Portland, OR | Portland’s Music Millennium Leads The Pack In Keeping It Weird, Friendly & Freshly Stocked: The city of Portland is arguably the most misunderstood city in the United States. Much like a lot of major cities, locals and their small businesses are being priced out of their homes to make room for transplants and trendy new shops. There are a few and proud Portland originals who want to keep the city authentic and weird, Music Millennium is one of those shops. Since 1969, the good people over at the oldest record shop in the Pacific Northwest have made it their mission to introduce niche, exciting music to the city. Over 50 years and a few drastic changes to the city later, Music Millennium refuses to turn its backs on the city and still stands as a monument to the Portland they grew up loving. Glide had the pleasure of talking with Terry Currier, the current owner of Music Millennium to discuss the shop’s impact on the city, its humble beginnings, and much more.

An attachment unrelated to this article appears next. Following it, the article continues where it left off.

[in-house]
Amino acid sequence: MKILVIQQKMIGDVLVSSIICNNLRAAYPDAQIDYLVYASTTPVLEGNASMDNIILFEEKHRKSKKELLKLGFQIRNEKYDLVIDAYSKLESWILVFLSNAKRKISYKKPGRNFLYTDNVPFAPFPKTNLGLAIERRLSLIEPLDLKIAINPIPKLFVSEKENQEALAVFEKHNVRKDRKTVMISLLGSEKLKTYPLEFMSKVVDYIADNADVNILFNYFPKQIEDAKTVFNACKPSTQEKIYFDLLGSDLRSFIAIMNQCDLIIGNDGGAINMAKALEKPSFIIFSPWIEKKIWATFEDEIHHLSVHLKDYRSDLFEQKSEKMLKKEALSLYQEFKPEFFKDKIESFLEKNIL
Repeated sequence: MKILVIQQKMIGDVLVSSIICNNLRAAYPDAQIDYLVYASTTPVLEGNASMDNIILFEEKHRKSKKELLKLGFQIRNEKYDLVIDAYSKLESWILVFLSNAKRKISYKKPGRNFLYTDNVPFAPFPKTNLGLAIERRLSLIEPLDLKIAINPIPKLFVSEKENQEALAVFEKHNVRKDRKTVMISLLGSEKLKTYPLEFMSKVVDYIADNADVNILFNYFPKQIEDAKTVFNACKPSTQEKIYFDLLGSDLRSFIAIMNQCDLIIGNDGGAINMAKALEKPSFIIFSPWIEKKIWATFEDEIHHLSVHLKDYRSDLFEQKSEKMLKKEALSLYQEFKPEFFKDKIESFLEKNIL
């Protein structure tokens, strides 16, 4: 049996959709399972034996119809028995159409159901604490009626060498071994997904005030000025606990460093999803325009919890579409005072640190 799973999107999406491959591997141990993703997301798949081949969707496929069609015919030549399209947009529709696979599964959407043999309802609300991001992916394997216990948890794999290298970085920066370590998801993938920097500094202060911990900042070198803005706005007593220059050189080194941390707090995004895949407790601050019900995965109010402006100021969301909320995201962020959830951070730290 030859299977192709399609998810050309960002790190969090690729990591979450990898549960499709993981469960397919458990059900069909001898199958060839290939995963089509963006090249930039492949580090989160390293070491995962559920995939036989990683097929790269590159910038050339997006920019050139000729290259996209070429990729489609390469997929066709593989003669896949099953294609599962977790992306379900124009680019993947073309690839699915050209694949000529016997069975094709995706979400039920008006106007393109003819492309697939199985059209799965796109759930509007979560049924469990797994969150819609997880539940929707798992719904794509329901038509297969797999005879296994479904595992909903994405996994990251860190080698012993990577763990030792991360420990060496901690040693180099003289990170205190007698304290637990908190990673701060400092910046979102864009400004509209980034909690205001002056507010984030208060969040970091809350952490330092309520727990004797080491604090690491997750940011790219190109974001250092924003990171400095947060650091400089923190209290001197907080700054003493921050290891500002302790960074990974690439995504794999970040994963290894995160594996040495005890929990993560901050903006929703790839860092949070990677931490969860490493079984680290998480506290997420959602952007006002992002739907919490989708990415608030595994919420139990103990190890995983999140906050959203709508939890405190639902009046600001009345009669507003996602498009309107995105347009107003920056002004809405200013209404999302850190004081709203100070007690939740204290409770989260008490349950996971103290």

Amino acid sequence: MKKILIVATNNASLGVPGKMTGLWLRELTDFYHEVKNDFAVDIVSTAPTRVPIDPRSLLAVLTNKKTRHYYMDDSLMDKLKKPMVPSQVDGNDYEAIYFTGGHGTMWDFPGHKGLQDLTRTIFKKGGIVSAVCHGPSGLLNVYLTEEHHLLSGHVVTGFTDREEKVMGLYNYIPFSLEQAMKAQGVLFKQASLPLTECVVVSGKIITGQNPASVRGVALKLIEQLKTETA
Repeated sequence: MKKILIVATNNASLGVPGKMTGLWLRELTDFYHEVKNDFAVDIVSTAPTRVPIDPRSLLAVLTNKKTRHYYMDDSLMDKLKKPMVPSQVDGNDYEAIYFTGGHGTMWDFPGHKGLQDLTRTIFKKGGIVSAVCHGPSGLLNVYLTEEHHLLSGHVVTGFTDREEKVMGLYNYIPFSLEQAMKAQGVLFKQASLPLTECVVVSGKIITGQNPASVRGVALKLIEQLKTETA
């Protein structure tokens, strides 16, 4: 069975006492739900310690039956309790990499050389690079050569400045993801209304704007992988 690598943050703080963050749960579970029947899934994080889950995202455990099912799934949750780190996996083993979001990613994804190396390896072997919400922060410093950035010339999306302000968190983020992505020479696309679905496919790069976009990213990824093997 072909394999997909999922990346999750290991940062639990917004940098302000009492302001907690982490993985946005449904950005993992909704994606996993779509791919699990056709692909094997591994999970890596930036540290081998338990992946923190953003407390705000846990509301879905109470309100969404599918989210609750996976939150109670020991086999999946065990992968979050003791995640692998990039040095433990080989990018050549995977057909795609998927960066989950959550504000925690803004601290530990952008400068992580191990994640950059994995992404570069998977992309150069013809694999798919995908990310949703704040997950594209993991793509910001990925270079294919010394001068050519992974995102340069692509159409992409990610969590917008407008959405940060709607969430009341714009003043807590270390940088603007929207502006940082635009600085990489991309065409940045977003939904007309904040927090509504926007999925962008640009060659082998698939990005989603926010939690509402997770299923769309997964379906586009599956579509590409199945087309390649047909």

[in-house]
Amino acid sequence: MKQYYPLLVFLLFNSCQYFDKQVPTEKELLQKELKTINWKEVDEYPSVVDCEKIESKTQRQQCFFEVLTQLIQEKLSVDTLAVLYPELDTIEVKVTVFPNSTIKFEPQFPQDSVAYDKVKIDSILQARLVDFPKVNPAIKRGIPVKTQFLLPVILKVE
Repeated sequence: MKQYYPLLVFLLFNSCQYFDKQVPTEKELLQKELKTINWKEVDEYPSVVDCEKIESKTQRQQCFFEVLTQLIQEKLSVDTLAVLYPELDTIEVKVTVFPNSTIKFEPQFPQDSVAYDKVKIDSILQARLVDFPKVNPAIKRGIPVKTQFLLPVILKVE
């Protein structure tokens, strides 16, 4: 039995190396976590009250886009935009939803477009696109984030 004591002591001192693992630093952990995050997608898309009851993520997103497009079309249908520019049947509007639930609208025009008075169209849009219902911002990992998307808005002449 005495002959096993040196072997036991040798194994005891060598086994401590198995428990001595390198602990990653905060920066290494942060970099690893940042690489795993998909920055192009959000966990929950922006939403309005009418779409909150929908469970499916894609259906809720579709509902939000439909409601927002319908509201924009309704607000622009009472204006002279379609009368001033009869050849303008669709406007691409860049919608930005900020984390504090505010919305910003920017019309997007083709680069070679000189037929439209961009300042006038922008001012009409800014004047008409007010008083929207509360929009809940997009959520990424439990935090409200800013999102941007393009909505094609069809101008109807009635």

Grand Forks, ND | A Night Filled With Live Music: With records to my right and comics to my left, my friend and I entered Ojata Records for the first time. It was smaller than I thought it would be with crates upon crates creating a narrow pathway from the hotdogs in the back to the stage in the front. The record store felt smaller than before with the two of us in the building. I felt that uncomfortable feeling of “do I belong?” whenever one enters a new place. We wandered the narrow shop looking for anything shiny to occupy us until the music started. A group of 30 to 40-year-olds sat chatting happily as we thumbed through the 25 cent records. Frank Sinatra smirked from his $64.99 album record as we examined the more modestly priced “Catholic Girls’ Choir” album. We did not mind as we were saving our money for something special.